The other alcohol smell is a stale one that builds up over days and weeks with heavy drinkers. Alcohol is metabolised (broken down) in a number of ways. One of them is through the lungs, that is we breathe it out and that’s when we smell it on the breath. However, it also enters the bloodstream and is carried round all the major organs. Most of the alcohol is broken down in the liver but some of it leaves the body as sweat so after time a heavy drinker’s skin often smells of stale booze. If their personal hygiene is not too good, which is all too common in heavy drinkers, then the drinker’s clothes can become impregnated and, even if they have not been drinking that day, they can still smell of alcohol. Usually it takes a considerable amount of alcohol over a long period to have this affect. This is often regarded as a tell-tale sign of a drinking problem in alcohol rehabs.
Hides alcohol around the house
Again, this is often viewed by professionals as an indication of an alcohol problem. People who are dependent on alcohol (that is they need alcohol to stop them having withdrawal symptoms) need to have alcohol around. When all the alcohol leaves the body of a dependent drinker (we used to call them alcoholics) many of them experience withdrawal symptoms. These can be fairly minor like tremors, usually of the hands, to severe conditions such as convulsions and the DT’s (Delirium Tremens, where the drinker can experience severe agitation, trembling and hallucinations. It is important to note that DT’s can be fatal if not treated).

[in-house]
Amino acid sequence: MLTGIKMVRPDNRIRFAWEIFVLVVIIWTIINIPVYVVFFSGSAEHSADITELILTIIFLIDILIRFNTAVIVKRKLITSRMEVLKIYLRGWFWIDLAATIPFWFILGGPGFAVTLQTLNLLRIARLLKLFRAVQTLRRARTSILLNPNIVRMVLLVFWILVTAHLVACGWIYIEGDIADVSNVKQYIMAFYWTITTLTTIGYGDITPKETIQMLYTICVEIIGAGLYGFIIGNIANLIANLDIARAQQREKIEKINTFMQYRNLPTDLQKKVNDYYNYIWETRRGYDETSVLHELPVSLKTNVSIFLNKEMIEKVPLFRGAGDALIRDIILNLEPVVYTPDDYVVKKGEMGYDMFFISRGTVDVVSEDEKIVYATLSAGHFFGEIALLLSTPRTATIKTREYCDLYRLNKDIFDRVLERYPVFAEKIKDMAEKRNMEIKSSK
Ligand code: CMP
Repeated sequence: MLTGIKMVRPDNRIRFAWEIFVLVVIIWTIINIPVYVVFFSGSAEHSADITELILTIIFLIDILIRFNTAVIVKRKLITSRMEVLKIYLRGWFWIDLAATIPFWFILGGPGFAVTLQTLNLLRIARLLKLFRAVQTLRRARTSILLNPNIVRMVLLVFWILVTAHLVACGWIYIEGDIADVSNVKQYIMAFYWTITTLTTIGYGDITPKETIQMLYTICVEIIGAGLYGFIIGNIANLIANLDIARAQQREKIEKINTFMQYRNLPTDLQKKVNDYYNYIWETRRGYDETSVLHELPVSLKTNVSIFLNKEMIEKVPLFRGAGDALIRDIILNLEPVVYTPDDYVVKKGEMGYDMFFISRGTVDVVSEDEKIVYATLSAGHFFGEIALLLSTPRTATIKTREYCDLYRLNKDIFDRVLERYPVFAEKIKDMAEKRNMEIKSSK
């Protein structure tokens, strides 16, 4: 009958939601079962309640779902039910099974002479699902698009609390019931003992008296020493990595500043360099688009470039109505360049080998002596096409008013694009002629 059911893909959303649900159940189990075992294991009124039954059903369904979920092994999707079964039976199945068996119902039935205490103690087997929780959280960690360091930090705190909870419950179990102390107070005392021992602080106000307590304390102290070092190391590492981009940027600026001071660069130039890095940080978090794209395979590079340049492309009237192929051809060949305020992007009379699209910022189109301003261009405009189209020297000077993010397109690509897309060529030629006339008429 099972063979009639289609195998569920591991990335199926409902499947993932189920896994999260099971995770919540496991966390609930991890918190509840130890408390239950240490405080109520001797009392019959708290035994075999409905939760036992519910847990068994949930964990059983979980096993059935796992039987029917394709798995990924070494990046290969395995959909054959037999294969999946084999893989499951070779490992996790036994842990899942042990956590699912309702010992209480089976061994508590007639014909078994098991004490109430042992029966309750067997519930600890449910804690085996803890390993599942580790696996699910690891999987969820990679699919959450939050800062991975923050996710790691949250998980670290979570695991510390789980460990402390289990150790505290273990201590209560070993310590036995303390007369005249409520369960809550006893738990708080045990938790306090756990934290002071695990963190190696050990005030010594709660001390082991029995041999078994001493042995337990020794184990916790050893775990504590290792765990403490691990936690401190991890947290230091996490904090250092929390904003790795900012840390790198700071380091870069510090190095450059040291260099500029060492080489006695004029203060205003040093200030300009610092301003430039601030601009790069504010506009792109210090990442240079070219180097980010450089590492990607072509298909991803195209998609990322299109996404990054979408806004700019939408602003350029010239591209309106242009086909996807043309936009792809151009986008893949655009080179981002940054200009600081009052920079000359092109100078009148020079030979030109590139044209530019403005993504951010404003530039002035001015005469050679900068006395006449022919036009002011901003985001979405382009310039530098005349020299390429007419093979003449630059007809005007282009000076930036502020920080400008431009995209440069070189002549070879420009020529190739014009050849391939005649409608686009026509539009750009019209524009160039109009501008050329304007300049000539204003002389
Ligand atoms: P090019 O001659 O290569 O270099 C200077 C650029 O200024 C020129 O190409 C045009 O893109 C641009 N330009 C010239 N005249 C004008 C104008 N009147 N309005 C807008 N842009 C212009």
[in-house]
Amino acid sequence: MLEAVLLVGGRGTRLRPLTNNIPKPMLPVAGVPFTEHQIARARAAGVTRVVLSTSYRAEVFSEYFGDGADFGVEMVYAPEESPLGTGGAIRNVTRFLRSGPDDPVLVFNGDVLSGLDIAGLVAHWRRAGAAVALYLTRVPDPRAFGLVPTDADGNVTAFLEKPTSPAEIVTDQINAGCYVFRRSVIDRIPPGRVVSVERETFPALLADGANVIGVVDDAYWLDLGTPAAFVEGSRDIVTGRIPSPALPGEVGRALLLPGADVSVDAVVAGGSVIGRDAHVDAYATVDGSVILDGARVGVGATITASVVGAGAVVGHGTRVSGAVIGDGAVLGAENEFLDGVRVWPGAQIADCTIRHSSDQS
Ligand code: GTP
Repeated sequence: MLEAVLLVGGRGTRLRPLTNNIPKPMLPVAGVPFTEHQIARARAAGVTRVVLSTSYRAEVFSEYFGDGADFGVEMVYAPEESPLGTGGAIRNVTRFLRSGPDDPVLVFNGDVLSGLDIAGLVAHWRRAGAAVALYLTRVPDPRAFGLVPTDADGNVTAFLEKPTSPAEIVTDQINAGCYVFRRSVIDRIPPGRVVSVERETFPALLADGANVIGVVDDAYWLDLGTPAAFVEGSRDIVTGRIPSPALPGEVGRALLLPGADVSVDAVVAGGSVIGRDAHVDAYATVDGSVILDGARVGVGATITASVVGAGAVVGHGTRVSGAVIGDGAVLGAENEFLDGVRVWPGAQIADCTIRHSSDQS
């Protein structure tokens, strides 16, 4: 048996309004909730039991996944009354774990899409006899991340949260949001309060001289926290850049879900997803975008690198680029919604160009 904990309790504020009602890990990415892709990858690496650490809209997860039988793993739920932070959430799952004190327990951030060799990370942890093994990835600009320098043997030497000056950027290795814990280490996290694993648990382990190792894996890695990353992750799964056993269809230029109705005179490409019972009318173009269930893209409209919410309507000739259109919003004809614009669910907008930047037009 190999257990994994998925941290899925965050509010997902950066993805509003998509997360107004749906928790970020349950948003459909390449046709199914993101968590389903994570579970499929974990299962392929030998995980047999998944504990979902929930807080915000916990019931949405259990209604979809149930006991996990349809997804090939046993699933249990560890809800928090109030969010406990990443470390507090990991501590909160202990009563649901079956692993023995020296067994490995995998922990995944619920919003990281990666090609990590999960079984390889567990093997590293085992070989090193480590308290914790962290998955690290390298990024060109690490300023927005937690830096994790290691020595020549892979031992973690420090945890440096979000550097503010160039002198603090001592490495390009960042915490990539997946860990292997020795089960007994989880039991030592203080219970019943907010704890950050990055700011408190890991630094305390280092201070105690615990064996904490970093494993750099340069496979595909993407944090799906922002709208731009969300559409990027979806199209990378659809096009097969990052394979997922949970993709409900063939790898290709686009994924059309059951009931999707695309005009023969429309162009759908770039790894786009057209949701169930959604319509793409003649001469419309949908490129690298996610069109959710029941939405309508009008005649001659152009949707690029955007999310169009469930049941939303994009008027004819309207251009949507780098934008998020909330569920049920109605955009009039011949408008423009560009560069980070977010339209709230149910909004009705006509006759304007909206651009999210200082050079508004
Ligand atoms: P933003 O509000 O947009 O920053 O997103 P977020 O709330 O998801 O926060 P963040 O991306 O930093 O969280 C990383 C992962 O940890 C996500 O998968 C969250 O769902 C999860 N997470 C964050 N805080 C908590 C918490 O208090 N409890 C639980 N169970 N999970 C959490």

Drinkers who know that they experience withdrawals, will often stash some alcohol around so that they can take the edge of the worst of these unpleasant symptoms. They hide the alcohol so that no one will be aware of their need and they won’t have to admit having a problem – often that includes admitting to themselves.
They Sneak Extra Drinks in Social Situations
Someone with a drinking problem usually develops alcohol tolerance. What this means is that the same amount of alcohol has less effect, or they need to consume an increased amount of alcohol to get the effect that they used to get. When they are in a drinking situation in the company of non-problem drinkers who drink slower and less than they do, they will not be getting the effect they want or need.
The answer, as they see it, is to increase the amount they drink, but this is difficult to do without attracting awkward questions about their drinking. The ‘simplest’ way to get the amount they need, without the difficult questions, is to sneak drinks when they go to the bar, to the toilet, to speak to someone at another table etc.